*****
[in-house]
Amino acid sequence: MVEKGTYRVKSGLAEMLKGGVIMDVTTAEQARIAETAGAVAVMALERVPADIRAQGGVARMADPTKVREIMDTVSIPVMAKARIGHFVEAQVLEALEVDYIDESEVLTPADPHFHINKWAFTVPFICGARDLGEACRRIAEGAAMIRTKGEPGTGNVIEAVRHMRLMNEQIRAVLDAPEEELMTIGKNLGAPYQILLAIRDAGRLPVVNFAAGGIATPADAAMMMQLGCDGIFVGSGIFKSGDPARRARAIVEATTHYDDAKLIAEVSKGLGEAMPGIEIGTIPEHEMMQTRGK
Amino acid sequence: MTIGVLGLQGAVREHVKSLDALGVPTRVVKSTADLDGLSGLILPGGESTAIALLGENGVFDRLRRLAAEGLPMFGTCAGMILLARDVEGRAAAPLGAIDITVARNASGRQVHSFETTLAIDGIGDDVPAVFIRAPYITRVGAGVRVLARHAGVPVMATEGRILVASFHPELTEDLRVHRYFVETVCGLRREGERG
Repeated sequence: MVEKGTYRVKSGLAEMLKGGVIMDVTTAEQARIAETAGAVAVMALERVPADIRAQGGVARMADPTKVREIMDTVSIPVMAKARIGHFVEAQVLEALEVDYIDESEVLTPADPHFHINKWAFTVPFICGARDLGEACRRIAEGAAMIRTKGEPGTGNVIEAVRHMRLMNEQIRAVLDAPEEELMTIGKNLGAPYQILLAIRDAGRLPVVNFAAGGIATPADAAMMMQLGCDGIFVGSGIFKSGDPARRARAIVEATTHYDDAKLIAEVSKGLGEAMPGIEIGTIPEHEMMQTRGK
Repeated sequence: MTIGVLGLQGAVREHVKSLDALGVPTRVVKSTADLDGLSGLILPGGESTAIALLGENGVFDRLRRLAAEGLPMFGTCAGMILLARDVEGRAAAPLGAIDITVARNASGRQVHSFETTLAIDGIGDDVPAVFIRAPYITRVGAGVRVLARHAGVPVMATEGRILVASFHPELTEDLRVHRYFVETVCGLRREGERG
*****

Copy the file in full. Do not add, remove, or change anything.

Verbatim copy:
[in-house]
Amino acid sequence: MVEKGTYRVKSGLAEMLKGGVIMDVTTAEQARIAETAGAVAVMALERVPADIRAQGGVARMADPTKVREIMDTVSIPVMAKARIGHFVEAQVLEALEVDYIDESEVLTPADPHFHINKWAFTVPFICGARDLGEACRRIAEGAAMIRTKGEPGTGNVIEAVRHMRLMNEQIRAVLDAPEEELMTIGKNLGAPYQILLAIRDAGRLPVVNFAAGGIATPADAAMMMQLGCDGIFVGSGIFKSGDPARRARAIVEATTHYDDAKLIAEVSKGLGEAMPGIEIGTIPEHEMMQTRGK
Amino acid sequence: MTIGVLGLQGAVREHVKSLDALGVPTRVVKSTADLDGLSGLILPGGESTAIALLGENGVFDRLRRLAAEGLPMFGTCAGMILLARDVEGRAAAPLGAIDITVARNASGRQVHSFETTLAIDGIGDDVPAVFIRAPYITRVGAGVRVLARHAGVPVMATEGRILVASFHPELTEDLRVHRYFVETVCGLRREGERG
Repeated sequence: MVEKGTYRVKSGLAEMLKGGVIMDVTTAEQARIAETAGAVAVMALERVPADIRAQGGVARMADPTKVREIMDTVSIPVMAKARIGHFVEAQVLEALEVDYIDESEVLTPADPHFHINKWAFTVPFICGARDLGEACRRIAEGAAMIRTKGEPGTGNVIEAVRHMRLMNEQIRAVLDAPEEELMTIGKNLGAPYQILLAIRDAGRLPVVNFAAGGIATPADAAMMMQLGCDGIFVGSGIFKSGDPARRARAIVEATTHYDDAKLIAEVSKGLGEAMPGIEIGTIPEHEMMQTRGK
Repeated sequence: MTIGVLGLQGAVREHVKSLDALGVPTRVVKSTADLDGLSGLILPGGESTAIALLGENGVFDRLRRLAAEGLPMFGTCAGMILLARDVEGRAAAPLGAIDITVARNASGRQVHSFETTLAIDGIGDDVPAVFIRAPYITRVGAGVRVLARHAGVPVMATEGRILVASFHPELTEDLRVHRYFVETVCGLRREGERG